CMOS imagers target camera applications

Although they still lack the dynamic range of their CCD counterparts, CMOS image sensors are finding use in markets other than consumer products and low-cost security systems.

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Although they still lack the dynamic range of their CCD counterparts, CMOS image sensors are finding use in markets other than consumer products and low-cost security systems. But the latest CMOS devices differ radically from the standard 30-frame/s VGA-resolution-type imagers now being produced by vendors such as Eastman Kodak Co. (Rochester, NY), Agilent Technologies (Palo Alto, CA), and National Semiconductor (Dallas, TX). These latest devices feature variable frame rates and resolutions and wide nonlinear dynamic ranges and target applications in high-speed camera designs, often with frame rates in excess of 10,000 frames/s.

Nowhere was this trend more evident than at the recent VISION 2001 trade show in Stuttgart, Germany, where several companies displayed devices and cameras based on CMOS technology. At the show, companies such as IMS Chips (Stuttgart, Germany), the Fraunhofer

Institute (Duisburg, Germany), and Silicon Vision (Boxdorf, Germany) announced CMOS devices aimed at niche machine-vision markets. At these companies' booths and elsewhere, camera vendors such as Photonic Science (Robertsbridge, East Sussex, England) and Weinberger (Dietikon, Switzerland) also demonstrated cameras based on the technology.

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Automotive air-bag detonation is an example of an application that uses the SpeedCam camera from Weinberger. The camera uses a CMOS sensor built by the Fraunhofer Institute to capture three 10-bit color images at 1536 x 1024-pixel resolution and at a data rate of approximately 1000 frames/s.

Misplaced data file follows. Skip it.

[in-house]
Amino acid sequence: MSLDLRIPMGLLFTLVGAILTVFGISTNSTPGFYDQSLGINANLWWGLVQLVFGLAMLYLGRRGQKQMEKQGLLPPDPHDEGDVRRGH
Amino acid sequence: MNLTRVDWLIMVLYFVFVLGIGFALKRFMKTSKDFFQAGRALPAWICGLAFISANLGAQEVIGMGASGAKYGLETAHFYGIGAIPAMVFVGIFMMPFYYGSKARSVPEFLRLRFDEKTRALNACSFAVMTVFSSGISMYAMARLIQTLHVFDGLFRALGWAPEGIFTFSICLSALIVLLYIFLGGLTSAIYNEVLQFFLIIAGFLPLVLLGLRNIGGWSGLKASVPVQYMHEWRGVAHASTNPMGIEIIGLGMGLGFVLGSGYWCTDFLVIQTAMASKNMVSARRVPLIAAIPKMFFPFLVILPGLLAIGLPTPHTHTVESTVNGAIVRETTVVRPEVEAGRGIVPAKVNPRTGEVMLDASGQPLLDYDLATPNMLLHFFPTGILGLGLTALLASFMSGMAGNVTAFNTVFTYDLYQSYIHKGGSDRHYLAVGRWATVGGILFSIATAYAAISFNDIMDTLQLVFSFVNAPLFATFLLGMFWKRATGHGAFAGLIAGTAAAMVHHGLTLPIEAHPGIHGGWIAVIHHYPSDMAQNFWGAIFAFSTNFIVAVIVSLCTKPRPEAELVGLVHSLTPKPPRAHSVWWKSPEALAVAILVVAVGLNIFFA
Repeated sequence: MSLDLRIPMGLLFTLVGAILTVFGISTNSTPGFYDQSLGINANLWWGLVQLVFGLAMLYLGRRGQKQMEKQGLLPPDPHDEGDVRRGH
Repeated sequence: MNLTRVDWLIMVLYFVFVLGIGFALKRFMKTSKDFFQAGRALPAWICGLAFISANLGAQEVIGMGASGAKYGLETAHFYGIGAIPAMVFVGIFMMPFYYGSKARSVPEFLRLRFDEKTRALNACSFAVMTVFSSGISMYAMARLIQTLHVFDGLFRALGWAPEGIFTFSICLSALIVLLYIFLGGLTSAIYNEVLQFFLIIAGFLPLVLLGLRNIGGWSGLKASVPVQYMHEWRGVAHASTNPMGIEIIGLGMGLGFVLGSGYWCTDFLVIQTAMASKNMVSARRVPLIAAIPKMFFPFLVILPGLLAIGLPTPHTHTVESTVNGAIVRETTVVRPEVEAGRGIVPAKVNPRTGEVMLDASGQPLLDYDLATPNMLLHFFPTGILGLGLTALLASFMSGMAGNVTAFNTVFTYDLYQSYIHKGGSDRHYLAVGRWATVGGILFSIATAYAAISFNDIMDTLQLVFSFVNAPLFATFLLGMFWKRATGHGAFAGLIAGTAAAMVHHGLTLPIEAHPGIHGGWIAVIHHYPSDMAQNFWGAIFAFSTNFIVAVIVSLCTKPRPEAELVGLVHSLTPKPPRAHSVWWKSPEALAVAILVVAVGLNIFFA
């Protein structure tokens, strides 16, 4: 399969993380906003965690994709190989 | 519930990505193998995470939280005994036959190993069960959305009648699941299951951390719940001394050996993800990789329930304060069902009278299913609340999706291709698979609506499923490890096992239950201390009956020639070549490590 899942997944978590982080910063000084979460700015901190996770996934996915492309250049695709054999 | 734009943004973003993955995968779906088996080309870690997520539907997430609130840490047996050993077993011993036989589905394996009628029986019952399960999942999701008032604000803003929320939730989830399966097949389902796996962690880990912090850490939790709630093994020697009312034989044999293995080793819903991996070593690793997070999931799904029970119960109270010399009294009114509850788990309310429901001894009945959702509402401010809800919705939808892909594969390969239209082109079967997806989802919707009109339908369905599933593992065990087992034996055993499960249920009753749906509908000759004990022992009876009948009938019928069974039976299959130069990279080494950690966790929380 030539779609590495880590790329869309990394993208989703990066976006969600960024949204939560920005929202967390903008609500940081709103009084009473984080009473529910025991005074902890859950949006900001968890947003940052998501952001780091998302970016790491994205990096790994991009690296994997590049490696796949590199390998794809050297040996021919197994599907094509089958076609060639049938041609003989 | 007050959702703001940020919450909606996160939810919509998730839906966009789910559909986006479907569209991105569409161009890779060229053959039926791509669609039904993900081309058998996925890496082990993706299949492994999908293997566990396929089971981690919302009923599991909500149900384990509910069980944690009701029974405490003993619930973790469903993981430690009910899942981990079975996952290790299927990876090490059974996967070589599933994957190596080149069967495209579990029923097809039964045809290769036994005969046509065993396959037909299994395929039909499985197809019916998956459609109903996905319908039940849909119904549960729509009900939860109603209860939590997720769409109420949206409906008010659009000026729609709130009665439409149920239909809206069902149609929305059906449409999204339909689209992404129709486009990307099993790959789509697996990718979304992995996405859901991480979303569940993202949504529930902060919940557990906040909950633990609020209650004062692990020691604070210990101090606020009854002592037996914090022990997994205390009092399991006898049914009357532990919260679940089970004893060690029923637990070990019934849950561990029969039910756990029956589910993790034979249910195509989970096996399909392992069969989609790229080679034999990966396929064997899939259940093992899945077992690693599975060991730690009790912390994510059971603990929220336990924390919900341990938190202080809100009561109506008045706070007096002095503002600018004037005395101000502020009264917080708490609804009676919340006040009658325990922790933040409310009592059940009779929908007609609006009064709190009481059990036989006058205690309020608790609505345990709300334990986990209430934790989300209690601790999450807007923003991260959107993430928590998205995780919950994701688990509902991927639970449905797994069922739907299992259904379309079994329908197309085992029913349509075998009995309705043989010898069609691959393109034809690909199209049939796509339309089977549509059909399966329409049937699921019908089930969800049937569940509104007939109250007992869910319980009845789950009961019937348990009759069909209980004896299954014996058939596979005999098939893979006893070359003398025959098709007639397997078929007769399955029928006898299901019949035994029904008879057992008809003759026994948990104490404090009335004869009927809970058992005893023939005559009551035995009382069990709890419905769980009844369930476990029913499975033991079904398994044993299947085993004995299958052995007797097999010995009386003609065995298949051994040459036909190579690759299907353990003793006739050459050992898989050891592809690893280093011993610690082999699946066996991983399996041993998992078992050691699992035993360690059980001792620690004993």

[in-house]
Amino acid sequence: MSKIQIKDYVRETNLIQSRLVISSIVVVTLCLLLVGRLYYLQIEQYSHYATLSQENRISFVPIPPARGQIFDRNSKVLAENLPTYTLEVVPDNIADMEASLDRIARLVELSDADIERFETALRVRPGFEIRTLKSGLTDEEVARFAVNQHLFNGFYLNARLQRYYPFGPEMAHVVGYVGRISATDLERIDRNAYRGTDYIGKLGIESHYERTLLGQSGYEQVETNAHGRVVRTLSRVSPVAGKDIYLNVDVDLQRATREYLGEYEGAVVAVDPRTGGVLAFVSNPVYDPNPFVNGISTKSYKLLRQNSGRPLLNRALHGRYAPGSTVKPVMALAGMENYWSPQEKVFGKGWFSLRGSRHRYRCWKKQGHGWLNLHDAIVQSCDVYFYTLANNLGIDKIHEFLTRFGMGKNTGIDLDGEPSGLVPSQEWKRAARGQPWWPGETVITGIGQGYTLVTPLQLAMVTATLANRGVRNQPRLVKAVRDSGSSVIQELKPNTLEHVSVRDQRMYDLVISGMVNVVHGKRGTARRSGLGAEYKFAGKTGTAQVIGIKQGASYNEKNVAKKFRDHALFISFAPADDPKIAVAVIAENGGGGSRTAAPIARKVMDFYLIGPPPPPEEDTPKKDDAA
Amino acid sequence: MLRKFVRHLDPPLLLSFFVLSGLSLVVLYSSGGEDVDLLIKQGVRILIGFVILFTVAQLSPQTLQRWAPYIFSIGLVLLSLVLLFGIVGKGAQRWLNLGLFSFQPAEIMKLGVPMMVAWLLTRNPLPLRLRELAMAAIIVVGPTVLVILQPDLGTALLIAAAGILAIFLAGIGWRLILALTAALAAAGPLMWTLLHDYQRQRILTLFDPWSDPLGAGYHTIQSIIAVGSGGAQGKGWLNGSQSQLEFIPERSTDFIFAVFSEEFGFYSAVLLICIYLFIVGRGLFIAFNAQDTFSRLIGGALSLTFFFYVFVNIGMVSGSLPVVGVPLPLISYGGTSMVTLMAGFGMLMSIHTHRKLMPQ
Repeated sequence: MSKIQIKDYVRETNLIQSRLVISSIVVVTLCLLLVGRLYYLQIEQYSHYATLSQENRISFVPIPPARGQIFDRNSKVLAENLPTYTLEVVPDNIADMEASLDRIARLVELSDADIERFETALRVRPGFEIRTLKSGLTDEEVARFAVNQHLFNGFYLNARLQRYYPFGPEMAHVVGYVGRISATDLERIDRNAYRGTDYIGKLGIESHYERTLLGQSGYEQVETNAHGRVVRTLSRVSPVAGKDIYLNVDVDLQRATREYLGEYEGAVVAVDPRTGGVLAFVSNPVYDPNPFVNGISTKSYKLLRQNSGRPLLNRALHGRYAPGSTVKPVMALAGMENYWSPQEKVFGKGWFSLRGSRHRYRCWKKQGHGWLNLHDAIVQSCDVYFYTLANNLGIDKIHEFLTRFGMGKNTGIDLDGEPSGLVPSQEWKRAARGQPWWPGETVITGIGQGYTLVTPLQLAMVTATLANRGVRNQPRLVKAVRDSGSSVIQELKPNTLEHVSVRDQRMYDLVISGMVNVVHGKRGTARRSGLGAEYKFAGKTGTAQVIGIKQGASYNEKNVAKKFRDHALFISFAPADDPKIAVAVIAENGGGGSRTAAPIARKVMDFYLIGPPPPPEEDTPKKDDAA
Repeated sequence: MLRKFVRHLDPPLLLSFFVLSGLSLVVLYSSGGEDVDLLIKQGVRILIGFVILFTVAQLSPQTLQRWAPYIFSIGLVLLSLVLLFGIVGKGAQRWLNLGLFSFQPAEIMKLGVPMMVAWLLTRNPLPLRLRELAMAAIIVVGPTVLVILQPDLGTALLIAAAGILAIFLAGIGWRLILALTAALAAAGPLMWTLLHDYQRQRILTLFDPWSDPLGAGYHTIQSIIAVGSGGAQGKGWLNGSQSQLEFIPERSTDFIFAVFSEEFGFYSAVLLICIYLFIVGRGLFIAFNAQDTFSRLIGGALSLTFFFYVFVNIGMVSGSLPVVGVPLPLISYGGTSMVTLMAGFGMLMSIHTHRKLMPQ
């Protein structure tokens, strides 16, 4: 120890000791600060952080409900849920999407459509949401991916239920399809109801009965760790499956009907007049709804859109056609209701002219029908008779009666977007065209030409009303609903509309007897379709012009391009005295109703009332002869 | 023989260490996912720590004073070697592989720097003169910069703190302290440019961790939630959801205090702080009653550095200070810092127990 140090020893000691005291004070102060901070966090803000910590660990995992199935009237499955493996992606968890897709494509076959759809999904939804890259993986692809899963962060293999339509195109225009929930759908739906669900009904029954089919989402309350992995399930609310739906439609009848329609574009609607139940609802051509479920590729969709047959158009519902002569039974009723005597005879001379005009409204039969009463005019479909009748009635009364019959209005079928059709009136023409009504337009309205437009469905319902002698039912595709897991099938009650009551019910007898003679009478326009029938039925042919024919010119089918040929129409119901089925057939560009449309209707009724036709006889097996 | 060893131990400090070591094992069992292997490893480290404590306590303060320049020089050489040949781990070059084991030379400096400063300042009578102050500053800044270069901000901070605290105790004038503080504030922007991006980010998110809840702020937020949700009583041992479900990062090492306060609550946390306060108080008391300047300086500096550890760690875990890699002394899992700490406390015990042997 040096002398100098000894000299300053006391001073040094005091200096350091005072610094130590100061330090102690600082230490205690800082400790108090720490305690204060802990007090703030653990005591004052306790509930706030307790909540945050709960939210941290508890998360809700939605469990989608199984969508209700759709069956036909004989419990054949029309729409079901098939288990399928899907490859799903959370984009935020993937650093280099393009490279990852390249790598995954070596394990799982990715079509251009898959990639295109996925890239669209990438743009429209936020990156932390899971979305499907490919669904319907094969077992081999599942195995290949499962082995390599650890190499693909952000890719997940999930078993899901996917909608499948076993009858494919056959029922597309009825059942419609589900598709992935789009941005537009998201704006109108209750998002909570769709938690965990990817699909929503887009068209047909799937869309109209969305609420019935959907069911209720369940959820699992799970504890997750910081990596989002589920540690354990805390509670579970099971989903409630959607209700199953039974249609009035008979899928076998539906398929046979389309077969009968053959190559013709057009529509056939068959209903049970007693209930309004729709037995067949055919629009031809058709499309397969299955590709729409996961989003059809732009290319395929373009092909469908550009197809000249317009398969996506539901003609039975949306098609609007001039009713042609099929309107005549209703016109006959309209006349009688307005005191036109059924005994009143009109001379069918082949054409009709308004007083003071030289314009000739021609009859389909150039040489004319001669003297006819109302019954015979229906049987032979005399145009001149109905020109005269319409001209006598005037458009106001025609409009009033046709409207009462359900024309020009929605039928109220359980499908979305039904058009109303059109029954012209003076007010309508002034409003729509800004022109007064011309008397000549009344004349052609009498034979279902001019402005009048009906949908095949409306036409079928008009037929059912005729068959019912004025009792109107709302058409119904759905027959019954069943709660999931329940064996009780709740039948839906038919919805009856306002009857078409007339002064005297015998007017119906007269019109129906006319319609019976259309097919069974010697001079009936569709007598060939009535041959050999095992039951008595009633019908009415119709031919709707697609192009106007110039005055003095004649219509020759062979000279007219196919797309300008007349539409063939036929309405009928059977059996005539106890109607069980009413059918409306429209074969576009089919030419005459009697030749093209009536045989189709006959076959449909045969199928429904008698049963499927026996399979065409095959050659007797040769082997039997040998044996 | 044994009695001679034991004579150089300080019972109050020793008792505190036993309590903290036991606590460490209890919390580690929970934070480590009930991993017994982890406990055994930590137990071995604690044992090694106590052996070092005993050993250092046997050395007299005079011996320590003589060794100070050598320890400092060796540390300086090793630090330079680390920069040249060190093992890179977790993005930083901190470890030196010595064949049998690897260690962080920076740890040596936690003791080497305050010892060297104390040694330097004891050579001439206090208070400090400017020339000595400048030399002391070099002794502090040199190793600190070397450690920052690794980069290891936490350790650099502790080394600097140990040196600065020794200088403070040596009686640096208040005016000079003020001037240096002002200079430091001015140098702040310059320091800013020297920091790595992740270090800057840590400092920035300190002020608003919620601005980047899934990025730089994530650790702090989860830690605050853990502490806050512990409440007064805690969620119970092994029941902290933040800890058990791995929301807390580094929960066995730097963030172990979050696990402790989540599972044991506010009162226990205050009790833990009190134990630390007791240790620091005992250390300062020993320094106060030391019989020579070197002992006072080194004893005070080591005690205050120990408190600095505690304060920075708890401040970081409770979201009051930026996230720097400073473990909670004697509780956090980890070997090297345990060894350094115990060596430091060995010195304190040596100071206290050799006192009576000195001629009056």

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At the Fraunhofer Institute booth, Robert Dinkelbach explained how this new generation of CCDs is filling needs in the machine-vision market. "In high-speed image-processing applications," he says, "it is necessary to use devices that can be electronically windowed to produce a number of different resolutions at different frame speeds." The company's latest product, the IMS 1M 1024 x 1024 CMOS sensor, for example, features an electronic rolling shutter and programmable multiwindow readout capability. The device also uses a patented multiple-exposure technique to obtain a high dynamic range. Dinkelbach also showed an unannounced camera from Photonic Science that uses the device to obtain region-of-interest images at rates to 800 frames/s.

One Fraunhofer Institute custom-made product appeared in the booth of high-speed machine-vision vendor Weinberger. The SpeedCam imager uses a CMOS sensor built by Fraunhofer to capture three 10-bit color images at 1536 x 1024-pixel resolution and at a data rate of approximately 1000 frames/s. "To capture this amount of information," explains Jorn Mehlmann, European sales manager at Weinberger, "images are read from the camera and buffered in 4

Start-up Silicon Vision also announced a high-resolution CMOS imager with 2464 x 1632-pixel resolution capable of 2.5 frames/s at full resolution and 30 frames/s at VGA resolution. According to Christina Tassev, Silicon Vision marketing manager, the device will be ready sometime next year.

European vendors are not the only companies looking at such markets. Last month, Photobit (Pasadena, CA) announced its PB-MV40, a 2352 x 1728-pixel imager with a 4:3 aspect ratio capable of image-processing rates to 240 frames/s. The device can also operate in partial scan mode to achieve frame rates of 2000 frames/s.

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